Testimony of Courtney Alexander-Miller
FDA Advisory Committee Hearing
December 20, 2012
My name is Courtney Miller, and these are my sons Dan and Alex. My husband Bob has been disabled by CFS for all of our children’s lives.
13 years ago, Dr. Peterson enrolled Bob in the Ampligen study after years of suffering. That was the first time we moved to Reno to access Ampligen.
We are the lucky ones. Before Ampligen, Bob’s days were largely spent in bed. He was dizzy, weak, in pain, and had cognitive problems causing him to get lost.
On Ampligen, Bob could care for our twin boys. His pain diminished. My boys could play with their dad.
On Ampligen, his natural killer cell function rose from 2 to 36%. That’s so important because those cells fight cancer, which has struck most of his family. National Cancer Institute data show a higher incidence of lymphomas in CFS patients.
Bob went off the drug in 2003 and we moved to Virginia.
It crossed my mind that he might need treatment again. Maybe in 5 years – surely a medicine that works for lots of patients would be approved by then. It never crossed my mind that it would take 13 years to get here. It never crossed my mind that we would have to move back to Reno so Bob could go back on Ampligen.
By 2008, he was largely bedridden again. He couldn’t go to our boys’ ball games. It became clear that Bob needed Ampligen – first to me, then he admitted it. There was no alternative. No other clinical trials are approved by the FDA for CFS. And there was nowhere to get it except Reno, despite 20 years of safe use.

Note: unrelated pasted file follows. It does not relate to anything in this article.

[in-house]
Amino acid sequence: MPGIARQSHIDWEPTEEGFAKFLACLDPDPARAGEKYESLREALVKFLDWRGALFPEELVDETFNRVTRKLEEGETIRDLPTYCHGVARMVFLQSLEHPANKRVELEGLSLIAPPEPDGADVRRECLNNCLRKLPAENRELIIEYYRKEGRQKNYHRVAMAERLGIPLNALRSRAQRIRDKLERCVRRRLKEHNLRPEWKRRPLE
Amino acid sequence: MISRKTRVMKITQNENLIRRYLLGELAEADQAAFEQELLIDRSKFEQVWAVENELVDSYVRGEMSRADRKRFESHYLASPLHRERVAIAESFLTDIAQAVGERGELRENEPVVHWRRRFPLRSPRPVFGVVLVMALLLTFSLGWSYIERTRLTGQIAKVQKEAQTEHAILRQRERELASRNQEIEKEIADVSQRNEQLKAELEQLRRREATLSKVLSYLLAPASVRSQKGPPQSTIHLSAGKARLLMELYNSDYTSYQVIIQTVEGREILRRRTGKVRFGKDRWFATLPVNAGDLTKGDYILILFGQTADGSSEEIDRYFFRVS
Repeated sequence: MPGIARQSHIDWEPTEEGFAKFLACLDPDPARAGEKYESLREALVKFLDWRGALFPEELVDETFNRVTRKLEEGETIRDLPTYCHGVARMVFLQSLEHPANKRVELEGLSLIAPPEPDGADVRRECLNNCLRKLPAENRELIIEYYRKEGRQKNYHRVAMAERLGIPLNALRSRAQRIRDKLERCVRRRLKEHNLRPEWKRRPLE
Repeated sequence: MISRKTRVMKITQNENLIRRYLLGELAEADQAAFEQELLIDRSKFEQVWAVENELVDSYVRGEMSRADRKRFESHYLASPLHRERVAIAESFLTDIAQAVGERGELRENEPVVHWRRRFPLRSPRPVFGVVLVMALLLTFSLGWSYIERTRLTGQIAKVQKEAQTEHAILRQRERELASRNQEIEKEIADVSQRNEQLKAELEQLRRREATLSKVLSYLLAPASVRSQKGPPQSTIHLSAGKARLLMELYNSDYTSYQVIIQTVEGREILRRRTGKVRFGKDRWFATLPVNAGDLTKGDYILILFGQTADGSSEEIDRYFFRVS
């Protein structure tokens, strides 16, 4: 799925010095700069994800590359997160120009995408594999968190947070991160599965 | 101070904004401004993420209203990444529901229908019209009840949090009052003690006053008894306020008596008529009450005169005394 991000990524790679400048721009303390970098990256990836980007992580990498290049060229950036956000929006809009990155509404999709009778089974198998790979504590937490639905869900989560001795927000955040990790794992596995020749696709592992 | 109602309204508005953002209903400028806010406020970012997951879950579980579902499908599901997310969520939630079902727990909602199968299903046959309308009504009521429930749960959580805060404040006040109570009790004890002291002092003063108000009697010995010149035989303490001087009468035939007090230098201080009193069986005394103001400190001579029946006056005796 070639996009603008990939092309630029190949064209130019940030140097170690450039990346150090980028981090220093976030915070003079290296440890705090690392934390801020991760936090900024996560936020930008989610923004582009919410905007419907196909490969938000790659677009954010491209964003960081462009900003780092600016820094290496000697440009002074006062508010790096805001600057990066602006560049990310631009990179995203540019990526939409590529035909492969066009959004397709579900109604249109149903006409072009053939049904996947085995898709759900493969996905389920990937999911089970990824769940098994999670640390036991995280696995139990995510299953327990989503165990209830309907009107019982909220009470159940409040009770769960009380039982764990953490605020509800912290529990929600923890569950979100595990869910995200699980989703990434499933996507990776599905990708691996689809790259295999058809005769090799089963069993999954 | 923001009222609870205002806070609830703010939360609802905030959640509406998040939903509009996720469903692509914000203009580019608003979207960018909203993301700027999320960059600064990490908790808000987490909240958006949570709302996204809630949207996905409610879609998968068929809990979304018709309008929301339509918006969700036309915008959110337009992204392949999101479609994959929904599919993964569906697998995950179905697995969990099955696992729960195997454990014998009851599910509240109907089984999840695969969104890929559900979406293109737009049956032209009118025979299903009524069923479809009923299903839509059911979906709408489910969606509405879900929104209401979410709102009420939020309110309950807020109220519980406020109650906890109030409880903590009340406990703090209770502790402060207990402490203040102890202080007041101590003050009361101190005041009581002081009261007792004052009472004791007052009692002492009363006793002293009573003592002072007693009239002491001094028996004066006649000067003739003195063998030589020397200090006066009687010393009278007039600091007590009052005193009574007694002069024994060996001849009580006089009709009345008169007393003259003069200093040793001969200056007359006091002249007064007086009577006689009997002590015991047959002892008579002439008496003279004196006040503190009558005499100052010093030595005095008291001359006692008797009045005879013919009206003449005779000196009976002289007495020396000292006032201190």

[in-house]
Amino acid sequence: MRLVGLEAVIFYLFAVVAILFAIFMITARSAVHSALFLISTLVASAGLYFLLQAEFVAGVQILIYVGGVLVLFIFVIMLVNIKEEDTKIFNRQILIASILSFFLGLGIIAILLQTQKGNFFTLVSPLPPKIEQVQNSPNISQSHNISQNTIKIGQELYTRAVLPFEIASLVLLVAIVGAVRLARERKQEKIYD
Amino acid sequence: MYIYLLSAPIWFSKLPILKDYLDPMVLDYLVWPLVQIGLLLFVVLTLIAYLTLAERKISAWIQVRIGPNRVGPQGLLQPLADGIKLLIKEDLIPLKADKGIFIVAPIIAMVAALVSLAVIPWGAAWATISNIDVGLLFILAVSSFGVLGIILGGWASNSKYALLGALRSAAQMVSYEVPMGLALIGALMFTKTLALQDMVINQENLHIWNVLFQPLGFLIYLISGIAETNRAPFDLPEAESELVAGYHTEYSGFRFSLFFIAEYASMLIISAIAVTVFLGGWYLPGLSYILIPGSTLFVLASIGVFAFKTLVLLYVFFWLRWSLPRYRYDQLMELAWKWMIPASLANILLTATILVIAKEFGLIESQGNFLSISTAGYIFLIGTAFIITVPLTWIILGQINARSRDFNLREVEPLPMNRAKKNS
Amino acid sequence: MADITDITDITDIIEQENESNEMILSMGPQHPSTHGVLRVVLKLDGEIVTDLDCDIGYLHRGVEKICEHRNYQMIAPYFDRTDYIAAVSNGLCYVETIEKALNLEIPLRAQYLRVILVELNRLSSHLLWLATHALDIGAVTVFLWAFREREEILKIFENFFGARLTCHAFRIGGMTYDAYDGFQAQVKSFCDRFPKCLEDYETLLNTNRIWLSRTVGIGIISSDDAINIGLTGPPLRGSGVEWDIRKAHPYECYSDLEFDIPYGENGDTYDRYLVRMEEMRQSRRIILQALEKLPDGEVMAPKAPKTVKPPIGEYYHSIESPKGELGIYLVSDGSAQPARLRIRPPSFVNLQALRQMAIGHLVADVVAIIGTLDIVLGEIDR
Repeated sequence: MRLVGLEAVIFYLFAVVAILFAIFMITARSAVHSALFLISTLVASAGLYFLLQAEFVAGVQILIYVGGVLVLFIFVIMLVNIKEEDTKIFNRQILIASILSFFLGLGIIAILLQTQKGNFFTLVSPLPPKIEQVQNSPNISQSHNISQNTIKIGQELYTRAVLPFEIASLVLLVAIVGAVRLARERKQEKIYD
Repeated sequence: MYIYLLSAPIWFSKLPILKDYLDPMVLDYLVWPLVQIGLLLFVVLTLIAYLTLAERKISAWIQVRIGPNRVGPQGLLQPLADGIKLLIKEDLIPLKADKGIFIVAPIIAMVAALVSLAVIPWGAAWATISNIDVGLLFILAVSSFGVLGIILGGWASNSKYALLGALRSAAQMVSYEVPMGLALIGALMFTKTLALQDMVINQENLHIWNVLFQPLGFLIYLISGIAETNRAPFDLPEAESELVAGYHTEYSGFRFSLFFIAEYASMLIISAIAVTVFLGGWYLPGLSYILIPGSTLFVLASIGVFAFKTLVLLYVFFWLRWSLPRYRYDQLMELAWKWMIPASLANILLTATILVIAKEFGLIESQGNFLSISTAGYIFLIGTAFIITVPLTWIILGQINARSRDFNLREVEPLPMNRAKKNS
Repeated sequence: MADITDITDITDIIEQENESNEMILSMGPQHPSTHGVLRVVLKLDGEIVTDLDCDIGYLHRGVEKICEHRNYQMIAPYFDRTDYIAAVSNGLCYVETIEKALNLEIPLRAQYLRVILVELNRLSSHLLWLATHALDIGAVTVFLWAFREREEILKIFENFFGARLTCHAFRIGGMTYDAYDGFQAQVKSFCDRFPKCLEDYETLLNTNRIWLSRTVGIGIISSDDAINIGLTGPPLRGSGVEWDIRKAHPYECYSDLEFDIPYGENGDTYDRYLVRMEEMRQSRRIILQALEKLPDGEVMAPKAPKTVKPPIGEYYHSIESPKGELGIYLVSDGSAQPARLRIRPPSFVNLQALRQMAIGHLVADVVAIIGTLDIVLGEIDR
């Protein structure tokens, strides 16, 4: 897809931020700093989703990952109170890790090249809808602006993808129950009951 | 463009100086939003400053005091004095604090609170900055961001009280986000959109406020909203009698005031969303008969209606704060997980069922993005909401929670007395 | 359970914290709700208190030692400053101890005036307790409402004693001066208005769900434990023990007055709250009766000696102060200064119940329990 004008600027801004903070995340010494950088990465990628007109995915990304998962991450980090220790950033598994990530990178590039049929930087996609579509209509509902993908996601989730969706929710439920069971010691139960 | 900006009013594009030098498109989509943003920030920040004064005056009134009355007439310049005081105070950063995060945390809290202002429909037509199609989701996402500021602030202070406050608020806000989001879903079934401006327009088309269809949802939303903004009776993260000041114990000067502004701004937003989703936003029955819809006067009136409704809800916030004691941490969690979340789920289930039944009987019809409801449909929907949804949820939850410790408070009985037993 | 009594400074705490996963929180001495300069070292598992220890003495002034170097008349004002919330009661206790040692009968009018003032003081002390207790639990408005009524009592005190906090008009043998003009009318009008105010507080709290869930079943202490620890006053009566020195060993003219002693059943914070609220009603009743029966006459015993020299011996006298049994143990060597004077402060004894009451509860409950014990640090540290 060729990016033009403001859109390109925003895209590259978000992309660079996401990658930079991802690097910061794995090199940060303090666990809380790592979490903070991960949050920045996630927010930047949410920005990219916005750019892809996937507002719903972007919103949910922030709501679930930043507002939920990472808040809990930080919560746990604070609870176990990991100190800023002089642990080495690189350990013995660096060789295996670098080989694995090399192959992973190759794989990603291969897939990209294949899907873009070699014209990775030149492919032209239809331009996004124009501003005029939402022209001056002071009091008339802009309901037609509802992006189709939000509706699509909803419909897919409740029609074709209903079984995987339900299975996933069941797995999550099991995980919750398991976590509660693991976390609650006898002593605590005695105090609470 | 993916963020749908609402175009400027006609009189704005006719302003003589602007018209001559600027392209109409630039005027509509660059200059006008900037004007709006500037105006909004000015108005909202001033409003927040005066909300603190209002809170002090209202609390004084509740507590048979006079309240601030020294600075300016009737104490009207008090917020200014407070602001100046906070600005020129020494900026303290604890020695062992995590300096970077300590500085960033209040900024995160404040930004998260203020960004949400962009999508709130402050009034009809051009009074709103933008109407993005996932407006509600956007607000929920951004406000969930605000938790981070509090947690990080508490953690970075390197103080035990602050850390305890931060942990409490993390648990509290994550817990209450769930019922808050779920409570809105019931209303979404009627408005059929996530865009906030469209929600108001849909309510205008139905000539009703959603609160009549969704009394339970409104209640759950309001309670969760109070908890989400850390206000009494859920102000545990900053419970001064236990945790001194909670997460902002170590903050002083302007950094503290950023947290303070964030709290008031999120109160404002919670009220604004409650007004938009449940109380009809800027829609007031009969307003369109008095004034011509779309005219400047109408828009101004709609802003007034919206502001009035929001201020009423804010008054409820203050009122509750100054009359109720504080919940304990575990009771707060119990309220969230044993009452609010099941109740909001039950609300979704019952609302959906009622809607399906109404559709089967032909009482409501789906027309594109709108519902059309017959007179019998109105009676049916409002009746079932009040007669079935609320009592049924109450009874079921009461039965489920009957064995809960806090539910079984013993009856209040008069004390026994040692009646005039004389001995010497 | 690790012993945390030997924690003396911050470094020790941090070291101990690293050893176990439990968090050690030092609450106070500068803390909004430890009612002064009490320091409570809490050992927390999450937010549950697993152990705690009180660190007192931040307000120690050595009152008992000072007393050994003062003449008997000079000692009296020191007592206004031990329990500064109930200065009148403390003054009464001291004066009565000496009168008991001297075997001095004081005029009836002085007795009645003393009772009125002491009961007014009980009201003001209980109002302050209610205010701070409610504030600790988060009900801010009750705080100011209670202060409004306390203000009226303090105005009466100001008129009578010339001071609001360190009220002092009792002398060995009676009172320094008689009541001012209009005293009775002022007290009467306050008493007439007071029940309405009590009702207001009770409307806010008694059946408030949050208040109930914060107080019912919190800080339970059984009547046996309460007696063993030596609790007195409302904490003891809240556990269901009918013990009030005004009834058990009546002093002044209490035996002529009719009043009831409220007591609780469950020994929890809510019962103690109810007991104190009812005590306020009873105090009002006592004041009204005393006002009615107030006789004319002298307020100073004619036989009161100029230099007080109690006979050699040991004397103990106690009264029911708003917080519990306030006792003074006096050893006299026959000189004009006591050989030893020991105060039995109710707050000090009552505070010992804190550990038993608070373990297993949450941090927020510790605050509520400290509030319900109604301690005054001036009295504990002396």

We didn’t want to move our boys. They loved their house and friends. We knew we had to stay together. So we sold our house, uproot our kids and move back to Reno. It broke our hearts to tell them.
We mark the length of this approval process by the age of our sons.
Ampligen is safe. It works brilliantly in subsets of patients. And, it is the first drug tested for a very complicated illness. It is incumbent on you to think about firsts. Radiation wasn’t perfect. Chemotherapy only works for some types of cancer. Tysabri, with real safety risk, has changed the course of Multiple Sclerosis. The FDA allows doctors and cancer or MS patients to decide if the reward outweighs the risk every day.
Chemotherapy has helped subgroup cancers: why do some respond and not others? AZT isn’t perfect, but led to drug cocktails.
Please understand that all CFS patients are not alike. All the recent science points to subsets of patients. So, when your statisticians say subgrouping Ampligen data is “hypothesis-driven”, it is actually illness-driven. The trial data is identifying subgroups.
FDA promotes a new law meant to fill exactly the kind of unmet need that we have. It comes at the same time President Obama became the first President to elevate CFS as a national health priority, after a promise he made to me.
FDA’s Commissioner writes that you are “permitting shorter, smaller, or fewer clinical studies” to “reduce the length of drug testing.” We need you to apply that spirit to this medication.
Until today, the first drug for CFS has been hostage to process for 20 years. There is great benefit to continuing to study Ampligen. But, restudying and reassigning it without approving it is doing patients harm.
My family is testament: It’s safe. It’s effective. It’s time to approve Ampligen and let patients and their doctors decide.